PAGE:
Every accident, it seems, carries its own unique set of circumstances that affect the outcome.
Back in February, Bill Cavanagh's crop-spraying helicopter crashed in an orchard near Escalon. The 69-year-old Modestan nearly died from internal injuries, the most serious of which was a torn aorta — so severe, I'm told, few survive it because they don't usually make it to the emergency room in time.
He also broke some ribs, his back, punctured a lung and doctors were able to reattach part of a finger nearly lost after being sliced in the wreckage. He needed several surgeries and for a time — a couple of times, actually — it appeared he wouldn't make it, said Pat Love, his ex-wife who is among the around-the-clock group of caregivers tending to Cavanagh as he continues his recovery at home.
In Cavanagh's case, consider this: Had help not arrived, and he perished at the scene that day, the cause of death probably wouldn't have been a torn aorta, broken back, punctured lung or any of the other aforementioned injuries.
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The cause of death, most likely, would have been drowning. Yes, drowning. In an orchard.
I'll explain why momentarily.
Clearly, Cavanagh is a guy who likes to live on the edge. A desk job? Not a chance. He once raced late model sportsman cars at Saugus, Bakersfield and other NASCAR stops.
He began flying airplanes in the 1960s and helicopters in 1994. He and son Rick Cavanagh own Cavanagh Flying Service which, after losing its only helicopter in the crash, isn't flying at all.
On Feb. 2, Cavanagh finished spraying herbicide on a field of oats and rinsed his tanks. Heading home, the generator light of his Bell OH-58 helicopter went on, indicating a malfunction.
Because of the vibration and stress, vital parts of a helicopter must be replaced after a prescribed number of hours of operation regardless of whether they appear to be worn or damaged. He said his machine recently had been serviced and those parts replaced. So he suspected the generator light itself — not the generator — had malfunctioned.
Seconds later, he realized he was in trouble.
"I heard a grinding noise," Cavanagh said. "I knew something was going bad and I started looking for a place to park. I was talking to Craig, our field guy, and I told him, 'The thing just quit.' I couldn't get to the spot I'd picked."
As the copter descended — rapidly — he knew it would go down in an almond orchard near River Road. It hit a tree as the cockpit slammed nose first into the ground.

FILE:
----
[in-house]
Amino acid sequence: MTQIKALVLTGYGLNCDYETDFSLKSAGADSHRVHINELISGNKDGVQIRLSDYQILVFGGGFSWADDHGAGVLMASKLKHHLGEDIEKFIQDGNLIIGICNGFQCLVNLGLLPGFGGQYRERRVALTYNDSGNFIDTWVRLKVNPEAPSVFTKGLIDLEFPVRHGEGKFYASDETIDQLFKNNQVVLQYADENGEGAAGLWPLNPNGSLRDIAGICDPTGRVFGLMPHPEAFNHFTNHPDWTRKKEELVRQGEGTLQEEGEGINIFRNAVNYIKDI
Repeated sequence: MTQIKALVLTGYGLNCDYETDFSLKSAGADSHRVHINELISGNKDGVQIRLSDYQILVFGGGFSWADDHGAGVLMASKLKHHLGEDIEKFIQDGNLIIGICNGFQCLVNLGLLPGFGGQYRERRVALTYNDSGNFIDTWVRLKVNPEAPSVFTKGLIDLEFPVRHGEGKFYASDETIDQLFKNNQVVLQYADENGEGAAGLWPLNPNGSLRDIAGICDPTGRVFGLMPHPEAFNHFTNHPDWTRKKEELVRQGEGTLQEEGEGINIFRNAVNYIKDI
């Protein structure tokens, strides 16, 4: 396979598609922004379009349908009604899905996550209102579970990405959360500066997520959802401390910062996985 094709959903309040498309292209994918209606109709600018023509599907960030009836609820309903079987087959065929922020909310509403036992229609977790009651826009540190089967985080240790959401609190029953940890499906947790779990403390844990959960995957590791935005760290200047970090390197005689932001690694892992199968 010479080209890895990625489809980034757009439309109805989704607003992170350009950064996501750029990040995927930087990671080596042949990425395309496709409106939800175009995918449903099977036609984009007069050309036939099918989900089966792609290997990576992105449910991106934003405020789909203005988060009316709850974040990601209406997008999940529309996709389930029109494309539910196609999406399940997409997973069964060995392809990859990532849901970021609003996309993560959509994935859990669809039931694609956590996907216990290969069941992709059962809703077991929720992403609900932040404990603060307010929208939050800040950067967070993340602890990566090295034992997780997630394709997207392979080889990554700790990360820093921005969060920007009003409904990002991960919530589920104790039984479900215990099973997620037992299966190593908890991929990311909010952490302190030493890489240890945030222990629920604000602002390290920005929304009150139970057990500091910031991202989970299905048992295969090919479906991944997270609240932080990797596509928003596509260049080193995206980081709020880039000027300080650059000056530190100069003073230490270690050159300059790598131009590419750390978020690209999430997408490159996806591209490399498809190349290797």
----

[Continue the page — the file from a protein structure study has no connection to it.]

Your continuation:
Seat-belted and unconscious, he dangled upside down. Jet fuel leaked from the damaged tanks, dripping down into his helmet and pooling in the nose of the cockpit.
If not for three orchard workers and area resident Susan Heiny who heard the troubled aircraft, saw it going down and rushed to his aid, Cavanagh likely would have died by drowning in the jet fuel filling his helmet.
Instead, they got him out of the copter and he went to Doctors Medical Center in Modesto, where he was in a coma for about two weeks before going to a rehabilitation hospital in Turlock.
When he regained consciousness, the medication did most of his talking, ex-wife Love said.
"He thought he owned the hospital (Doctors)," she said. He wanted to sell it, she added. "And he thought he had strippers coming to see him."
One night, he borrowed a cell phone and called 911 to report he was being held against his will.
"They took the phone from him and told (dispatchers) that he was in the hospital," she said.
"I don't remember any of that," Cavanagh says now. "I really don't."
But he does remember the thrill of flying and would prefer to return to the sky. That would require buying another helicopter, which would cost about $400,000. And he'd have to prove to the Federal Aviation Administration that he is still capable. The injury to his aorta, he argues, shouldn't be an issue.
"If I could (pass) a flight physical, I'd love to fly again," he said. "It's not like I had a heart attack. I just tore myself apart."
More likely is that he'd get another copter and hire someone else to fly it while he drums up business.
And soon, he hopes personally to thank Heiny and the three orchard workers who saved his life and kept a man whose helicopter crashed on dry land from becoming a drowning victim.
"I guess I was lucky," he said.
Jeff Jardine's column appears Sundays, Tuesdays and Thursdays in Local News. He can be reached at 578-2383 or email@example.com.